No one could imagine that one of the strongest members of the nuclear non-proliferation regime, Australia, would witness a national debate on the need for developing nuclear weapon capability. However, the unimaginable has become visible.
This debate has been raised in the backdrop of China’s appearance as a very authoritative naval power in the Indo-Pacific, Chinese claim of sovereignty over a large chunk of South China Sea and belligerent construction of military facilities in some islands, powerlessness of the United States to prevent China from doing so and at the same time rising incidents of Cold Confrontations between the United States and China.
For close to seven decades, the United States has been the security guarantor to Australia against any external threat. Australia has almost always participated in US-led military operations in third countries both during and after the Cold War. The United States also maintains military facilities in Australia. The trepidation in Australia now is about reliability of the US nuclear and conventional security umbrella, especially in the wake of the Trump Administration’s approach towards alliances. President Trump has made unpalatable remarks on US allies, including NATO, Japan, and South Korea. Trump’s demands for more defense burden-sharing from allies have not gone down well with many alliance partners.
However, Trump policy alone is not the topic of concern. The simultaneous rise of China, whose influence has spread across the Indo-Pacific is also a cause for disquiet for Australians. For the last few decades, Australia has greatly benefitted from the opening of the China market, and both in terms of trade and investment, the two countries have found themselves to be invaluable economic partners. However, Canberra’s concerns are twofold: first, China, the economic partner, cannot be a strategic ally; and secondly, the traditional alliance partner, the United States, has been on loggerheads with China and the game of chicken that these two partners of Australia have been playing could lead to escalation of conflict. Canberra is not able to figure out its desirable stand on Sino-US Cold Confrontations.
Thus, a debate has started in Australia about how to defend the country in such scenarios, and one option that is under discussion is the need for going nuclear. There is no unanimity of views on the nuclear option in the strategic community in Australia. Some think that Australia does not have any civilian nuclear energy program and that it has neither the uranium enrichment facility nor the reactors that produce plutonium and thus it is unrealistic to think about developing a nuclear arsenal. Others argue that nuclear option is just too high-priced and not the best alternative to sustaining the alliance partnership with the United States.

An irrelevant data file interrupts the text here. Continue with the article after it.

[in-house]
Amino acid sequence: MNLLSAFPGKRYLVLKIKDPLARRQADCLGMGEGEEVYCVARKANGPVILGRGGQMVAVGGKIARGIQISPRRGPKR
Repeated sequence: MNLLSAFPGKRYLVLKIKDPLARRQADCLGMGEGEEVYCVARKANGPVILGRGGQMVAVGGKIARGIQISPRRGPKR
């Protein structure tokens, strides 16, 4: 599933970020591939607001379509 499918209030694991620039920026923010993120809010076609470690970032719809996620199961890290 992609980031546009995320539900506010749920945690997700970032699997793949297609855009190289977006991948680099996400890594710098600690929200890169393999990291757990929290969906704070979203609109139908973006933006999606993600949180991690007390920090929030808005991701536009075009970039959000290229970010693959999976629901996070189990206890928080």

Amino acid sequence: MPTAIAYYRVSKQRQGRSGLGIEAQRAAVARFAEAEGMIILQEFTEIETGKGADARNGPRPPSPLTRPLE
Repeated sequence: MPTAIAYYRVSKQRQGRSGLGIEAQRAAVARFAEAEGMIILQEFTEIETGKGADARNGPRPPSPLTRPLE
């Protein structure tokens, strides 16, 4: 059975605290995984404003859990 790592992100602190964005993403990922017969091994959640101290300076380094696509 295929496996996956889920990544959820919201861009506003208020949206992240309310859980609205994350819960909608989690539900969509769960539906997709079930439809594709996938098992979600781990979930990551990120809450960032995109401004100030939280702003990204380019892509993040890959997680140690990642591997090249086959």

Then there are those who believe that the country has ample uranium reserve, and technological competence to start a nuclear energy program can be acquired with little difficulty so long as the country retains its membership in the NPT, CTBT, and Nuclear Suppliers’ Group; and that it can keep its option open on weaponizing its capability as and when indispensable.
There is a counter to this line of argument as well. Nuclear energy is not currently a cost-effective clean energy option for Australia. People may not support such a policy. However, the Australian Energy Minister has stated that there is no decision on it yet and that means choice to start such a program is not closed. And if that happens, no one can be sure that Australia will not emerge as a nuclear weapon state in the future!
The big questions are: if Canberra starts a nuclear energy program in the backdrop of the current debate, will Washington back it? Will the Trump Administration explicitly oppose it? President Trump, at one time, asked Japan and South Korea to defend themselves; and it must not have gone unnoticed in Australia. But Trump surely would not allow that to happen, because when allies turn nuclear powers, their dependence on the US may disappear. And thus Washington may be in the forefront of opposing even a civil nuclear energy program in Australia.
The other questions are: Can Washington prevent Australia from doing so? Will France support it for commercial reasons? Will Russia back Australia for strategic reasons? How may China respond to such a scenario? One thing is certain that any nuclear energy program initiated in Australia will be a suspect. The current nuclear debate in that country has uncovered the Australian thinking. If Australia lifts the nuclear moratorium of the late 1990s, there will be a strong possibility that another nuclear weapon state in the Indo-Pacific will ascend. It will inevitably alter the strategic landscape of the region. And more seriously, it will punch holes in the nuclear proliferation regime.
At the moment, the Trump Administration has remained ineffective in encouraging North Korea to denuclearize. It’s stubborn Iran sanctions policy may tempt Iran to think hard about its nuclear option. Indian policymakers must take note of all these developments and factor them in strategic scenario building in the Indo-Pacific region.
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